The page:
Saturday, June 7, 2008

Call for Sullivan Summit to bring lasting benefits

09:12:43 By Mgeta Mganga
The government and private sector are challenged to ensure that the coming Leon Sullivan Summit brings long-term benefits to the country. Sullivan Summit would be held in Arusha early next month amidst expectations that lots of business deals would be sealed between Tanzania`s companies and their US counterparts.

Speaking to this paper in Dar es Salaam last week, the executive director of Tanzania Consumer Advocacy Society(TCAS), Bernard Kihiyo, on the picture left said Tanzania needs to foresee and put on the drawing board all important issues that are expected to be explored during the grand business event,
this time labeled `Summit of the Life Time?.

In his view, there was a need for Tanzania`s business experts to come up with practical business approaches that could be put to work as soon when the Sullivan Summit was over, targeting to develop people and the country at large over the longer runs.

``This will make the intended Sullivan Summit`s goals be met and positively benefit people and the country,`` he said. One of the key goals of Summit is to bring together the world`s political and business leaders, delegates representing national and international civil and multinational organisations, and members of academic institutions in order to focus attention and resources on Africa`s economic and social development.

The other motive to this summit is the belief that the development of Africa is a matter of global partnerships, that Africa`s Diaspora and Friends of Africa are active participants in Africa?s development.

``I am quite excited and have the passion to see Africans are starting to draw a picture of Africa in twenty, thirty, years to come? we can start thinking of what changes can be expected, which direction to take, what kind of investments are required and what approach to be taken to arrive at the intended goal of developing the continent and its people``, he said.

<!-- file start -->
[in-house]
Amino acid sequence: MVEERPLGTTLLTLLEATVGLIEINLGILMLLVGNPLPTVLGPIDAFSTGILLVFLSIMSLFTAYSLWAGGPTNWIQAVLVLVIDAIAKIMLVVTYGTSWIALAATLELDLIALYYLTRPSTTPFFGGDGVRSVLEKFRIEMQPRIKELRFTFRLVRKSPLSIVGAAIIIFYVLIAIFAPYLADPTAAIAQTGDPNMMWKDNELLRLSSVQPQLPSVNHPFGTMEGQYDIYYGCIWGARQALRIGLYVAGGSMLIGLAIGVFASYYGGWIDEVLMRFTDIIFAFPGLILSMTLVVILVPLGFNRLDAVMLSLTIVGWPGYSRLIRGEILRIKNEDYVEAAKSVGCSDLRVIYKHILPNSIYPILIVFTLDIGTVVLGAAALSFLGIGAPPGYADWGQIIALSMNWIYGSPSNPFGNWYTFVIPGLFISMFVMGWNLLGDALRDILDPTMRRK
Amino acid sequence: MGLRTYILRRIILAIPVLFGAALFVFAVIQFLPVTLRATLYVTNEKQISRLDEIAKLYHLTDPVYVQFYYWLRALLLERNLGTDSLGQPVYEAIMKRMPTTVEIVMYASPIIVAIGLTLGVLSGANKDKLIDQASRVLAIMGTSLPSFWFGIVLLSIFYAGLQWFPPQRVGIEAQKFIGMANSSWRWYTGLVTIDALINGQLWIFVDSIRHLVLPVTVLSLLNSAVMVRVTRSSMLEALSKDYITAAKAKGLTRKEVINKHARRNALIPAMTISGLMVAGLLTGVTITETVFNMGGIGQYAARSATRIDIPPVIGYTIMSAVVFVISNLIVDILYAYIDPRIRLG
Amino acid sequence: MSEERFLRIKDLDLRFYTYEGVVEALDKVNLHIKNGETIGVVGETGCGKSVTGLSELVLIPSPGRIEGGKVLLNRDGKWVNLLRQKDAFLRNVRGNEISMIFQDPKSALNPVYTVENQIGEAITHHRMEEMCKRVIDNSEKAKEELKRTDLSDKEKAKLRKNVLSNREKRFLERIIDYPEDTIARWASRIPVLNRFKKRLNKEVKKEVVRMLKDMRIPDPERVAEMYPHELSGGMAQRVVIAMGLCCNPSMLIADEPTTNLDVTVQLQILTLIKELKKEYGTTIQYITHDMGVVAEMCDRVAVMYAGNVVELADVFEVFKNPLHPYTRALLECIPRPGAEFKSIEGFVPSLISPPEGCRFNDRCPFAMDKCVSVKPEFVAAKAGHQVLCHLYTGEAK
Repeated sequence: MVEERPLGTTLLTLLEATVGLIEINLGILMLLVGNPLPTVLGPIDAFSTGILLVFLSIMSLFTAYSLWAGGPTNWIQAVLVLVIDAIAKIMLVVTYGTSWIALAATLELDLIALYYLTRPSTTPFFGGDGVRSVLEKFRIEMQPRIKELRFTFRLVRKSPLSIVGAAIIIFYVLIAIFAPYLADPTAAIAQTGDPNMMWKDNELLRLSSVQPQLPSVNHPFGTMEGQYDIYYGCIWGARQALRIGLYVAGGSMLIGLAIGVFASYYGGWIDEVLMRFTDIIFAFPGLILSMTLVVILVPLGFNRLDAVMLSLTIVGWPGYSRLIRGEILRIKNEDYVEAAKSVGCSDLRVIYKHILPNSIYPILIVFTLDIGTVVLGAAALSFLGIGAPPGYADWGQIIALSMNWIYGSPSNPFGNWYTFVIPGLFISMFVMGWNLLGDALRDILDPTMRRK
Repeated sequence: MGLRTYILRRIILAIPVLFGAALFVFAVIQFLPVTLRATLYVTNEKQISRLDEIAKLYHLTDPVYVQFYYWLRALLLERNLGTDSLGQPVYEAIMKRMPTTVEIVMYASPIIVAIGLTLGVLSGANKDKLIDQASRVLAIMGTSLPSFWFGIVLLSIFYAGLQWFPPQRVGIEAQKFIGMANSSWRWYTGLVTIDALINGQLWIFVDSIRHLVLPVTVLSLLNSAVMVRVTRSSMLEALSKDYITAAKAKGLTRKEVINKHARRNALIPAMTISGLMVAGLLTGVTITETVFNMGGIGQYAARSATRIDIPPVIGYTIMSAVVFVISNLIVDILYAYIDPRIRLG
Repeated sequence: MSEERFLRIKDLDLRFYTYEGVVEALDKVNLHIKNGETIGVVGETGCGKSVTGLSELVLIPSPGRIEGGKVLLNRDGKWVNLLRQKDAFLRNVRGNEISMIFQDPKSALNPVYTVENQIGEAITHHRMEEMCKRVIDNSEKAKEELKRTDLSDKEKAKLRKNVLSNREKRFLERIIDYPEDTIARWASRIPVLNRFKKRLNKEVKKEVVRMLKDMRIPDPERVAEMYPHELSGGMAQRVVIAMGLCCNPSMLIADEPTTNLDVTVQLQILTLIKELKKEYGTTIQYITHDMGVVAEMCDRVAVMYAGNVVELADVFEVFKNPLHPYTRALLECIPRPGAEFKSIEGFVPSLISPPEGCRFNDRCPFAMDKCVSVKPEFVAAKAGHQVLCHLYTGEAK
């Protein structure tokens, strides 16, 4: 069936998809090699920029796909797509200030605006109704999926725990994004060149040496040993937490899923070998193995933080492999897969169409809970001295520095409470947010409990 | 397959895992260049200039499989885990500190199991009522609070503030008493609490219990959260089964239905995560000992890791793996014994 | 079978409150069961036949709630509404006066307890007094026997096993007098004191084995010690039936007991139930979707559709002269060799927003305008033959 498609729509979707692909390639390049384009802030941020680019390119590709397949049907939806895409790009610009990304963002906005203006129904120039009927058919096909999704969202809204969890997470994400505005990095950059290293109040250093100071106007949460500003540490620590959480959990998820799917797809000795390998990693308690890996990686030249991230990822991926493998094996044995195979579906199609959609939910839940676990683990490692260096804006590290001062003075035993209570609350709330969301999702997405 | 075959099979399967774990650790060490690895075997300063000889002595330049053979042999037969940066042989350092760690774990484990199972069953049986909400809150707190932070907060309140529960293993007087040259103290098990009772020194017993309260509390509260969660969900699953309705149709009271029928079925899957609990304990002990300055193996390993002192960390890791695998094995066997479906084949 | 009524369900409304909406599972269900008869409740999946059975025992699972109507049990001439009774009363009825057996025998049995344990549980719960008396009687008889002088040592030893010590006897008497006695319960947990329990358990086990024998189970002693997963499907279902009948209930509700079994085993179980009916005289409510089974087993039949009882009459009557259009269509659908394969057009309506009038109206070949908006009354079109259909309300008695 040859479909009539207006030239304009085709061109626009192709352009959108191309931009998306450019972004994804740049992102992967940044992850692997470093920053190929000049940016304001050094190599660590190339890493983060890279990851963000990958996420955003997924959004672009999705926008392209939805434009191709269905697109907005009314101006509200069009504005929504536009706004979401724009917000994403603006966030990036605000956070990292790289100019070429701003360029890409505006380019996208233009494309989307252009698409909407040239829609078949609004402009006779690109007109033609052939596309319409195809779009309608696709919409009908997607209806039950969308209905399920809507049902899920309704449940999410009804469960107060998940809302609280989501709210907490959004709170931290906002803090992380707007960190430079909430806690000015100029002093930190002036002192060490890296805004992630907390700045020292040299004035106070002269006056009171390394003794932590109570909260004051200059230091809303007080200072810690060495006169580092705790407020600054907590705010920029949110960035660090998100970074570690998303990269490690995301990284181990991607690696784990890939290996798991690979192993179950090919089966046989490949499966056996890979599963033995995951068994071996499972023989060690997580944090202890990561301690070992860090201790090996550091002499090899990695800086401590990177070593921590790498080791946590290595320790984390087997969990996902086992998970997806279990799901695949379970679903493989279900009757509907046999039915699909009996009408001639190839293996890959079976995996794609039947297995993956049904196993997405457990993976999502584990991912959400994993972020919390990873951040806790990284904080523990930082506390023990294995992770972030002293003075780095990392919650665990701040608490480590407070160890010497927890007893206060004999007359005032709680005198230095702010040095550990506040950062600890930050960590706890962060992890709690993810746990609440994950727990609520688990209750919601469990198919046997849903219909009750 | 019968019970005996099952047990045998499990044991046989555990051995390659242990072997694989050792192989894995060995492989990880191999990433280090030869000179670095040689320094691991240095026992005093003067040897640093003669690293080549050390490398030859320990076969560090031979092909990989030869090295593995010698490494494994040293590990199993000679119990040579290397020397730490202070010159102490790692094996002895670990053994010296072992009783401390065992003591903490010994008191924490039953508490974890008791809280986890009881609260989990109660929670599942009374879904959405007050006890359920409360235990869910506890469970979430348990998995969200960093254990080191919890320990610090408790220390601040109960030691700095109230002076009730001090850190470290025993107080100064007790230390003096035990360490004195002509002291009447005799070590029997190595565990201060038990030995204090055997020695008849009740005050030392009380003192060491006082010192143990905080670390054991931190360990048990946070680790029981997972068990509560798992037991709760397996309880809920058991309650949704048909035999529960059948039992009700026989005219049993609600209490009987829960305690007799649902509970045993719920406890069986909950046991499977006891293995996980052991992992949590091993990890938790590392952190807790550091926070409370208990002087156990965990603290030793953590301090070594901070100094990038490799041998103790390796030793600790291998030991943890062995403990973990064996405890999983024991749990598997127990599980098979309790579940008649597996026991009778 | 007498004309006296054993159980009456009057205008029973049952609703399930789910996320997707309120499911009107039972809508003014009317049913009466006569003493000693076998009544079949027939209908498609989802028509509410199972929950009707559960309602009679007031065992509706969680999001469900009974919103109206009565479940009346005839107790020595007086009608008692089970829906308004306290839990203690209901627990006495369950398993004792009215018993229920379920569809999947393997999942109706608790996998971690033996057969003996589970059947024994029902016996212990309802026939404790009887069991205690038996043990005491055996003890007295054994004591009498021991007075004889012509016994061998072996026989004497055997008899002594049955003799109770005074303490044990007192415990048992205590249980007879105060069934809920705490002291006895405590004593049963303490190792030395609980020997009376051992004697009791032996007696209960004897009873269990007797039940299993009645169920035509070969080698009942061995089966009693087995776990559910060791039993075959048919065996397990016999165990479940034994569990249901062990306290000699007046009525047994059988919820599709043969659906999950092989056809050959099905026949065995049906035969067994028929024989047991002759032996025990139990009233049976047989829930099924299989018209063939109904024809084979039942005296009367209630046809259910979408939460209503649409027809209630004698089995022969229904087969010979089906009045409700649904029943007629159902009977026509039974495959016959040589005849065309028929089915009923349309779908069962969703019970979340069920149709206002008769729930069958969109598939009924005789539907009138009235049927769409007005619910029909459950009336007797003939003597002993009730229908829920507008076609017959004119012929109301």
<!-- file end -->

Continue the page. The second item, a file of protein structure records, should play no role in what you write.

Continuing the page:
When establishing the Foundation, The Reverend Leon Sullivan had set global principles of social responsibility to the corporate world, aimed at improving human rights, social justice and economic fairness in the conduct of business.

``I hope no one would like to see Africa with irresponsible business, who are robbing peoples` abilities to live their dreams by selling substandard products and poor services``, he said. In order for companies to survive, he said, they require greater efficiency and cost saving, technological improvement, new manufacturing techniques and strict control of production costs.

But he cautioned the search for profitability should not compromise on efforts to protect the interests of consumers and promote competition as much as possible in order to arrive at stable prices and improve quality and quantity of goods and services.

SOURCE: Guardian of 2008-05-17

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